Where’s the impact of pads and tampons?

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In this series, we’ve been investigating the impacts of various different consumer products, attempting to untangle the complicated webs of production, manufacture and resource use. We’ve told the story of a chocolate Easter egg, a cotton t-shirt, and a paperback book, discovering along the way some fascinating facts about how these products affect our increasingly fragile planet.

This week, we’re going to investigate menstrual products. Unfortunately, however you term them – sanitary products, menstrual products, whatever – it sounds euphemistic; there’s still a culture of shame surrounding the whole experience of menstruation. Leaving aside the awkwardness, however, and the nomenclature, our use – and disposal – of tampons and pads has a considerable effect on the environment. Every year, we discard an average of 200,000 tonnes of waste from menstrual products, a large proportion of which is destined for landfill or the ocean.

In this post, we’ll take a closer look at what tampons and pads are made of, and consider some alternatives. Help us tell the story by leaving comments below!

First off, let’s have a look at tampons. It’s estimated that one woman will use 11,000 tampons in her lifetime, or 22 items for each period. Each tampon is also estimated to take an average six months to break down, so it’s hardly a surprise that a 2010 survey found that for every kilometre of coastline, there were 8.9 tampon applicators (as well as 22.5 pads, liners and backing strips).

The tampon was first developed in the 20s and 30s, around the same time as the re-usable menstrual cup. However, a business model predicated on disposability was much more attractive, and tampons were marketed aggressively, fixating on their supposed hygiene and convenience. However, they’ve long been linked to health problems, most notably Toxic Shock Syndrome.

Made of cotton or a blend of cotton and rayon, a synthetic product made from wood pulp, there are also concerns that tampons could contain dioxins from the bleaching process and pesticides from the cultivation of the cotton. As we discovered in our post about the impact of a cotton t-shirt, cotton production makes heavy use of incredibly dangerous pesticides.

Tampons aren’t classed as medical products, and as such, don’t have to provide detailed product information. The Women’s Environment Network, in their informative report Seeing Red: Sanitary Protection and the Environment explain that tampon manufacture is self-policed by an industry-led body, which doesn’t even require that tampons be sterile.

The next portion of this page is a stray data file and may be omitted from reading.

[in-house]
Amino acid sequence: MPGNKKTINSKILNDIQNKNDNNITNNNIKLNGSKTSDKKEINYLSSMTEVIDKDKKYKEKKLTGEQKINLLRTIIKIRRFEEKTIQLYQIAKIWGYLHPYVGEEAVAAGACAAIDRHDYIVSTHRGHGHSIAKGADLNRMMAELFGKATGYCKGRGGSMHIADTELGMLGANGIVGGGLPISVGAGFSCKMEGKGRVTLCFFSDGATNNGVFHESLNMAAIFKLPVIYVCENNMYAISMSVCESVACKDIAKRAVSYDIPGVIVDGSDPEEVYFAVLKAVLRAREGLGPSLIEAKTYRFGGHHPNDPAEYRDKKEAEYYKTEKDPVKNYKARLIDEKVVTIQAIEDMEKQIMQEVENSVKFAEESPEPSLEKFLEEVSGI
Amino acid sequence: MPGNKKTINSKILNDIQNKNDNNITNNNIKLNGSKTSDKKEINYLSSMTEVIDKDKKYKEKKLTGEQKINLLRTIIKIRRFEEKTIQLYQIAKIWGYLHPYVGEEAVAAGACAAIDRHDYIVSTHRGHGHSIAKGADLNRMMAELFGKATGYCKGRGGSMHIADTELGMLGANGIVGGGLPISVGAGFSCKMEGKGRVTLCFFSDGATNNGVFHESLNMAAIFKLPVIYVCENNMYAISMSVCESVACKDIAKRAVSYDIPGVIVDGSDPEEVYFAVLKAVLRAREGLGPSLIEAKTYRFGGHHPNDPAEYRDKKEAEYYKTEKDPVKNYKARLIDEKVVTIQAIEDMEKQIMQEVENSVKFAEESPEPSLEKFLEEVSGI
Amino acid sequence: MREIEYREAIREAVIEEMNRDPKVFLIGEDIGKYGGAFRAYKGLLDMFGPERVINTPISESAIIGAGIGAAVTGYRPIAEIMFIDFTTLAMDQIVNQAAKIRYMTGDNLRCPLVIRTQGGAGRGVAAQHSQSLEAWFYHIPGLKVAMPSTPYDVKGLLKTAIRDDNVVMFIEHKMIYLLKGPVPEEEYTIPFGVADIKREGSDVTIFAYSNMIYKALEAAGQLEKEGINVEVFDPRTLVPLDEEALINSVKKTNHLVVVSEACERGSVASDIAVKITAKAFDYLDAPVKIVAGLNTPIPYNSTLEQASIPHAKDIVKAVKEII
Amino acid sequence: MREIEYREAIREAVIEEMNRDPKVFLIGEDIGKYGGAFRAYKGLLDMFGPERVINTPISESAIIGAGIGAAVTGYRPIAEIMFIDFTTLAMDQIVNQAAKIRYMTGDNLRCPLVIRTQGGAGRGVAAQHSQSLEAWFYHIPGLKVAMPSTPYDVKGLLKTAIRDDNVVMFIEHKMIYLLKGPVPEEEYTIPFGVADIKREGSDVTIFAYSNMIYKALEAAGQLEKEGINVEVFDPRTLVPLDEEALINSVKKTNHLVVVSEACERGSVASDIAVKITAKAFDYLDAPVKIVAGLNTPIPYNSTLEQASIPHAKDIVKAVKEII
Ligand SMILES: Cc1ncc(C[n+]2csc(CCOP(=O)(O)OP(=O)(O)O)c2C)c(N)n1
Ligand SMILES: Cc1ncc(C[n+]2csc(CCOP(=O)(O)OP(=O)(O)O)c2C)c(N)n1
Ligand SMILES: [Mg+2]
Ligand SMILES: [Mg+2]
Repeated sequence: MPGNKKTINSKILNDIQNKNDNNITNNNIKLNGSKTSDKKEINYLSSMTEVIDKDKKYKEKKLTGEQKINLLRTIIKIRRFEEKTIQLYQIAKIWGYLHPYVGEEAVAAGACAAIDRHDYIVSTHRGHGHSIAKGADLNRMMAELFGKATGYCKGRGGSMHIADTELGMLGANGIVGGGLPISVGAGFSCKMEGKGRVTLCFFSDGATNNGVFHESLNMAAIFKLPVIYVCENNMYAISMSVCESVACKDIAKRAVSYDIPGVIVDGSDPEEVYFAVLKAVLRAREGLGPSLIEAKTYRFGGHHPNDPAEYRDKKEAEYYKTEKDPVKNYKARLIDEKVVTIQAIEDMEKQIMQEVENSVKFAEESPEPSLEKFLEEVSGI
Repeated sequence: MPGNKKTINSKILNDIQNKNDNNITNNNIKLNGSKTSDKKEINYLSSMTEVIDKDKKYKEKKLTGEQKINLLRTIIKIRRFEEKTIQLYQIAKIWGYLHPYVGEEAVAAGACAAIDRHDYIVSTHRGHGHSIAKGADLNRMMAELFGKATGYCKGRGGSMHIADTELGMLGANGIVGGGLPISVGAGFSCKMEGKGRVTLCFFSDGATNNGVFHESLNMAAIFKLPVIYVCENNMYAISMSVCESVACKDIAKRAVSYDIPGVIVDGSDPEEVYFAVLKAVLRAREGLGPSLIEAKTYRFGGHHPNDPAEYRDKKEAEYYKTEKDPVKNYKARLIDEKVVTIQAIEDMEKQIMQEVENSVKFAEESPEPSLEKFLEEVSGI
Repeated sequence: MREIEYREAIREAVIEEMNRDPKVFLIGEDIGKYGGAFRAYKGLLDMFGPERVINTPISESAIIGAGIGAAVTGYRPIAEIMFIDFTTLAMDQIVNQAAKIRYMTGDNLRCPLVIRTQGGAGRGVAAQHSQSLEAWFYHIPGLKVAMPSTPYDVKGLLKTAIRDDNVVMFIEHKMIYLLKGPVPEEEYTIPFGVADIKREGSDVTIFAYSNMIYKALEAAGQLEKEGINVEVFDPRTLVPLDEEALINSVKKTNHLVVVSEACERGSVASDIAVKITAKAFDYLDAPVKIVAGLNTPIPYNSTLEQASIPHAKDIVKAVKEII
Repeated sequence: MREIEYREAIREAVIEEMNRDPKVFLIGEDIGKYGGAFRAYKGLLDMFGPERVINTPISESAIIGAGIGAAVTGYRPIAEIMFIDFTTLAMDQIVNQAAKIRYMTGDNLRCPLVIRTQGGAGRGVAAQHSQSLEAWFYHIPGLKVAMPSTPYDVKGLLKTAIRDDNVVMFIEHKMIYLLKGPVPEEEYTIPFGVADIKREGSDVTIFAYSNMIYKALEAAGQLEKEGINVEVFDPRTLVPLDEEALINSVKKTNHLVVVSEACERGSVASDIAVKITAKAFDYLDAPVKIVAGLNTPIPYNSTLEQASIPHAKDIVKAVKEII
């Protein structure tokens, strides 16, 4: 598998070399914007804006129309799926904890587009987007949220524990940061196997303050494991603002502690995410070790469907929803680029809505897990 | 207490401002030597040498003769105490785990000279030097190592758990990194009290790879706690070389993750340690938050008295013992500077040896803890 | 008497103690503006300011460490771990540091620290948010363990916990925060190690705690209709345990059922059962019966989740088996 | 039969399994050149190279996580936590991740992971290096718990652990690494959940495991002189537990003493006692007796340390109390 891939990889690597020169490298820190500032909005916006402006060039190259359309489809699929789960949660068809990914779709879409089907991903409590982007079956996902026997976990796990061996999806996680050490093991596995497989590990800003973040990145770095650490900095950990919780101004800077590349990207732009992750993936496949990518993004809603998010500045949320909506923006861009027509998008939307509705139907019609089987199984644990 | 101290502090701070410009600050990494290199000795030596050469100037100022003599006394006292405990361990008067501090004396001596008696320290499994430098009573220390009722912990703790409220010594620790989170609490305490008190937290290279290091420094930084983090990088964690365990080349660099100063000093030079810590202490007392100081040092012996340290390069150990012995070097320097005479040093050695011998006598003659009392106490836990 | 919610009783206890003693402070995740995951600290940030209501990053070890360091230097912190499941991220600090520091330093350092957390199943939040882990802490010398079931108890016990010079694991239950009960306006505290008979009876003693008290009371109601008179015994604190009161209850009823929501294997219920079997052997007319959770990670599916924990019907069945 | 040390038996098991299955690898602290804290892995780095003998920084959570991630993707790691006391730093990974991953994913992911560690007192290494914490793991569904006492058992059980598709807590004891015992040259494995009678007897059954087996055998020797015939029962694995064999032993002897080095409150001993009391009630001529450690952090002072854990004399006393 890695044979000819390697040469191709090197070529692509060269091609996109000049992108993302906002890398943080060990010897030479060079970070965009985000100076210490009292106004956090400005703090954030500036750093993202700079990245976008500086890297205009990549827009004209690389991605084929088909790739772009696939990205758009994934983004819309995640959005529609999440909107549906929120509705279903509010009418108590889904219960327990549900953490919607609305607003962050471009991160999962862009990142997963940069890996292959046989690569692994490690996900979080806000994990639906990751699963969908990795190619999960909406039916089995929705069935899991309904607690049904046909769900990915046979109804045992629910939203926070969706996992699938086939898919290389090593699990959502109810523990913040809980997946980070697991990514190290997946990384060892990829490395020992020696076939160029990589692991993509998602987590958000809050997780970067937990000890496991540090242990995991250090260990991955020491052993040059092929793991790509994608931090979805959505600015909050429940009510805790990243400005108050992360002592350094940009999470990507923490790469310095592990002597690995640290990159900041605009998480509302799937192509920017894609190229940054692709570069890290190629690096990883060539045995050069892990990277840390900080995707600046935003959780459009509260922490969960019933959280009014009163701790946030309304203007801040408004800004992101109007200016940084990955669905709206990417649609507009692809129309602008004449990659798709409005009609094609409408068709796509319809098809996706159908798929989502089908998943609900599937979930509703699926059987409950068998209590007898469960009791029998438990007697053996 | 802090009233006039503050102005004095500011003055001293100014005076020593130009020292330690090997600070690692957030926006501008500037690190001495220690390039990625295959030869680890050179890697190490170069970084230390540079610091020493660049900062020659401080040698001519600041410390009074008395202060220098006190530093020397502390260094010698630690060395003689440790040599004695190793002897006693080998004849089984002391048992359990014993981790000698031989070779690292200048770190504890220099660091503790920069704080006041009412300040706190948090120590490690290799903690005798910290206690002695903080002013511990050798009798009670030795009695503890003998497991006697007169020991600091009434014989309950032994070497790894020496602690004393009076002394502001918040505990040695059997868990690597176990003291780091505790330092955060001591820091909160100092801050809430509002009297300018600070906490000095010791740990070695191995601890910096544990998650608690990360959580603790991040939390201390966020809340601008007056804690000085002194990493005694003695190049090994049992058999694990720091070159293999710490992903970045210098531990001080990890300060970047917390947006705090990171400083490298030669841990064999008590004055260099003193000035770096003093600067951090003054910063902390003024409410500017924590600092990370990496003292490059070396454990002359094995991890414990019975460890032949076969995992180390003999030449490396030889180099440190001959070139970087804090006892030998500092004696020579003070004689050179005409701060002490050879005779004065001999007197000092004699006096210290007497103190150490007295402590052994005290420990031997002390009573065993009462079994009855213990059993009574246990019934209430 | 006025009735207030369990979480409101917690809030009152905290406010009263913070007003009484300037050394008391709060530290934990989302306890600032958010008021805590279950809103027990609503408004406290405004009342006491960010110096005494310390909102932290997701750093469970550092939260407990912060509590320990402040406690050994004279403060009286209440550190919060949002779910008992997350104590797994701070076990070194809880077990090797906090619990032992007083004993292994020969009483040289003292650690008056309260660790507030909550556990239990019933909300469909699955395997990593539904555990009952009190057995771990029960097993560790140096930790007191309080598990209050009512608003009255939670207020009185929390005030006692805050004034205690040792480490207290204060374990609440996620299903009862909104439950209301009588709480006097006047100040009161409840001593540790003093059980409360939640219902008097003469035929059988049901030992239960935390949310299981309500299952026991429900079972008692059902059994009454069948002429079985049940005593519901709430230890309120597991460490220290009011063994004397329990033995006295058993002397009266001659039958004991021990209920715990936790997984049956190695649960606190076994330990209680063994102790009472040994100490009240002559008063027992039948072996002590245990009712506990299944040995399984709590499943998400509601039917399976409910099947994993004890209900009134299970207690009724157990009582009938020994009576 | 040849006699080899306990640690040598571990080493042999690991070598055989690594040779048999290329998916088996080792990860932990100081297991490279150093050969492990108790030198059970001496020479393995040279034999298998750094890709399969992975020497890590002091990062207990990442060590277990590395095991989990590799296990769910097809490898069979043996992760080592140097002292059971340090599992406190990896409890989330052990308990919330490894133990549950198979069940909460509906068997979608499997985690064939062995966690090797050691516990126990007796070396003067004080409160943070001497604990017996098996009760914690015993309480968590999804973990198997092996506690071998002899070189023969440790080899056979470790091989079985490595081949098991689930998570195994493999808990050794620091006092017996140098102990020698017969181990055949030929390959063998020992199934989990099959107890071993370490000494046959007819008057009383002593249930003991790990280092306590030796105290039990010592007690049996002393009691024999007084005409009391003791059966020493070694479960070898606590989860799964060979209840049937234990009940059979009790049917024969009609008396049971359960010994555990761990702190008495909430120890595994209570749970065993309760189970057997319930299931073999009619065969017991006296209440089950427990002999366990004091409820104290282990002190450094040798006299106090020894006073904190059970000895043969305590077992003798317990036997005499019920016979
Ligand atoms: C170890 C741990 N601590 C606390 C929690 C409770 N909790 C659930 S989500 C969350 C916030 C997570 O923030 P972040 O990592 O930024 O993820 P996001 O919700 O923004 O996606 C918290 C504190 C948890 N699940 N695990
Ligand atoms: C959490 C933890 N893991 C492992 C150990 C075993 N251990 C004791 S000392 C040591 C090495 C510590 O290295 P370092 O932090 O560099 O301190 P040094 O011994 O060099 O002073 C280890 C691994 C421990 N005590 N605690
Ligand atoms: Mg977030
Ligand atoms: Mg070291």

This lack of information is especially concerning for fragrance-laced tampons, a concept which seems singularly bizarre. As the Campaign for Safe Cosmetics notes, “because the formulas are considered trade secrets, companies don’t have to disclose what’s in fragrance. We know from product-testing that fragrance may contain allergens, sensitizers, phthalates (a class of chemicals that has been linked to hormone disruption, which can affect development and fertility), neurotoxins and synthetic musks (which can also disrupt hormones).”

Disposable pads are a less modern invention than tampons, with the first versions hitting the market in the late 19th Century. Since then, they’ve evolved into something more user-friendly – as examples in the Museum of Menstruation show, earlier iterations required women to wear a belt to hold the pad in place.

However, the modern materials affording such convenience derive from the petroleum industry – therefore, their manufacture takes a dangerous toll on the environment. Pads also take a very long time to break down, leaving a long-term environmental legacy.

Every year, WEN report, the disposables industry spends a whopping £14 million advertising these products to us. The message – that, as WEN put it, “women are somehow dirty and in need of special cleansing products” – reaches 18.6 million women. So it’s hardly a surprise that disposable menstrual products seem necessary, even unavoidable.

However, there are other options. If you’re the crafting type, you can easily find patterns to make your own re-usable pads online. If not, re-usable pads are available to buy online, as well as re-usable menstrual cups.

What are the impacts of the things we buy? Where is the energy used? What are the impacts on other people and the environment?

Where’s the Impact? is an innovative teaching resource exploring the ecological footprint of products. There are literally thousands of processes involved in the production of any given product – to raise awareness about the impacts of production, pupils use a set of cards to tell the story of a product from beginning to end.

Buy Where’s the Impact from the CAT Eco Store 01654 705 959 or email education@cat.org.uk.